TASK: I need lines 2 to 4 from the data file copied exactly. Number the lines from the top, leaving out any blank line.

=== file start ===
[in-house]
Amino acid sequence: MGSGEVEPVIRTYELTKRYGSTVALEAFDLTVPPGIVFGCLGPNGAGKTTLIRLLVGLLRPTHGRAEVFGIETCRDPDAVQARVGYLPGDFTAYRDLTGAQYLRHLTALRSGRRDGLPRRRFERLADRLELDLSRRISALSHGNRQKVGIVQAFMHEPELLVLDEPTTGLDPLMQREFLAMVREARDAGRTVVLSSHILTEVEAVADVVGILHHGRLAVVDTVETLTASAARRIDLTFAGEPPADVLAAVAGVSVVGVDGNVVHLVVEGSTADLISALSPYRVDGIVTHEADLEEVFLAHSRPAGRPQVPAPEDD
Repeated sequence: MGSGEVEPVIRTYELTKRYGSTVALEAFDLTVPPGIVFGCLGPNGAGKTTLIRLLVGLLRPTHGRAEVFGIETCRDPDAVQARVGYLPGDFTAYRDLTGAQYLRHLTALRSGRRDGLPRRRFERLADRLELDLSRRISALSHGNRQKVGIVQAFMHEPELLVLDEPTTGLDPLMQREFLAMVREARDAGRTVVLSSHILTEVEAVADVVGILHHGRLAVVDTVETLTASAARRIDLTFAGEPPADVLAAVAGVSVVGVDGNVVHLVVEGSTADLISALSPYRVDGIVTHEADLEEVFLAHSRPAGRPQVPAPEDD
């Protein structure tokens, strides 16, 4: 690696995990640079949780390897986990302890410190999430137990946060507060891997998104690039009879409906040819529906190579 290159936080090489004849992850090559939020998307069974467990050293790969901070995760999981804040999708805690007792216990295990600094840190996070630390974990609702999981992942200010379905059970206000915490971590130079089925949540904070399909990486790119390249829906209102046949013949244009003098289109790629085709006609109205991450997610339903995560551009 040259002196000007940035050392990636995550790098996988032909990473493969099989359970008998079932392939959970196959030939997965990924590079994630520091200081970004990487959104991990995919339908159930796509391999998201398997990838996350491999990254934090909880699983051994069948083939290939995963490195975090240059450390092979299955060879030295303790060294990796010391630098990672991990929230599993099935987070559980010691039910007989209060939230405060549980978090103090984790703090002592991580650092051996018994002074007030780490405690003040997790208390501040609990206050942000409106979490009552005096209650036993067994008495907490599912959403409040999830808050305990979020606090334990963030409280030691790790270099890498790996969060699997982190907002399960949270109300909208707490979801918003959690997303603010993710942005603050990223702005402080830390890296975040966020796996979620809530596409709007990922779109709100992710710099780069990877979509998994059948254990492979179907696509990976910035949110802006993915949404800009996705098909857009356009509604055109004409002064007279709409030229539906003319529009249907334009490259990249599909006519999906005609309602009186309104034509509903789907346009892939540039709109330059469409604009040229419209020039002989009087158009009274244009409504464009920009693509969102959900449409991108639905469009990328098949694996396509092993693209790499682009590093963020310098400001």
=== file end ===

Amino acid sequence: MGSGEVEPVIRTYELTKRYGSTVALEAFDLTVPPGIVFGCLGPNGAGKTTLIRLLVGLLRPTHGRAEVFGIETCRDPDAVQARVGYLPGDFTAYRDLTGAQYLRHLTALRSGRRDGLPRRRFERLADRLELDLSRRISALSHGNRQKVGIVQAFMHEPELLVLDEPTTGLDPLMQREFLAMVREARDAGRTVVLSSHILTEVEAVADVVGILHHGRLAVVDTVETLTASAARRIDLTFAGEPPADVLAAVAGVSVVGVDGNVVHLVVEGSTADLISALSPYRVDGIVTHEADLEEVFLAHSRPAGRPQVPAPEDD
Repeated sequence: MGSGEVEPVIRTYELTKRYGSTVALEAFDLTVPPGIVFGCLGPNGAGKTTLIRLLVGLLRPTHGRAEVFGIETCRDPDAVQARVGYLPGDFTAYRDLTGAQYLRHLTALRSGRRDGLPRRRFERLADRLELDLSRRISALSHGNRQKVGIVQAFMHEPELLVLDEPTTGLDPLMQREFLAMVREARDAGRTVVLSSHILTEVEAVADVVGILHHGRLAVVDTVETLTASAARRIDLTFAGEPPADVLAAVAGVSVVGVDGNVVHLVVEGSTADLISALSPYRVDGIVTHEADLEEVFLAHSRPAGRPQVPAPEDD
């Protein structure tokens, strides 16, 4: 690696995990640079949780390897986990302890410190999430137990946060507060891997998104690039009879409906040819529906190579 290159936080090489004849992850090559939020998307069974467990050293790969901070995760999981804040999708805690007792216990295990600094840190996070630390974990609702999981992942200010379905059970206000915490971590130079089925949540904070399909990486790119390249829906209102046949013949244009003098289109790629085709006609109205991450997610339903995560551009 040259002196000007940035050392990636995550790098996988032909990473493969099989359970008998079932392939959970196959030939997965990924590079994630520091200081970004990487959104991990995919339908159930796509391999998201398997990838996350491999990254934090909880699983051994069948083939290939995963490195975090240059450390092979299955060879030295303790060294990796010391630098990672991990929230599993099935987070559980010691039910007989209060939230405060549980978090103090984790703090002592991580650092051996018994002074007030780490405690003040997790208390501040609990206050942000409106979490009552005096209650036993067994008495907490599912959403409040999830808050305990979020606090334990963030409280030691790790270099890498790996969060699997982190907002399960949270109300909208707490979801918003959690997303603010993710942005603050990223702005402080830390890296975040966020796996979620809530596409709007990922779109709100992710710099780069990877979509998994059948254990492979179907696509990976910035949110802006993915949404800009996705098909857009356009509604055109004409002064007279709409030229539906003319529009249907334009490259990249599909006519999906005609309602009186309104034509509903789907346009892939540039709109330059469409604009040229419209020039002989009087158009009274244009409504464009920009693509969102959900449409991108639905469009990328098949694996396509092993693209790499682009590093963020310098400001």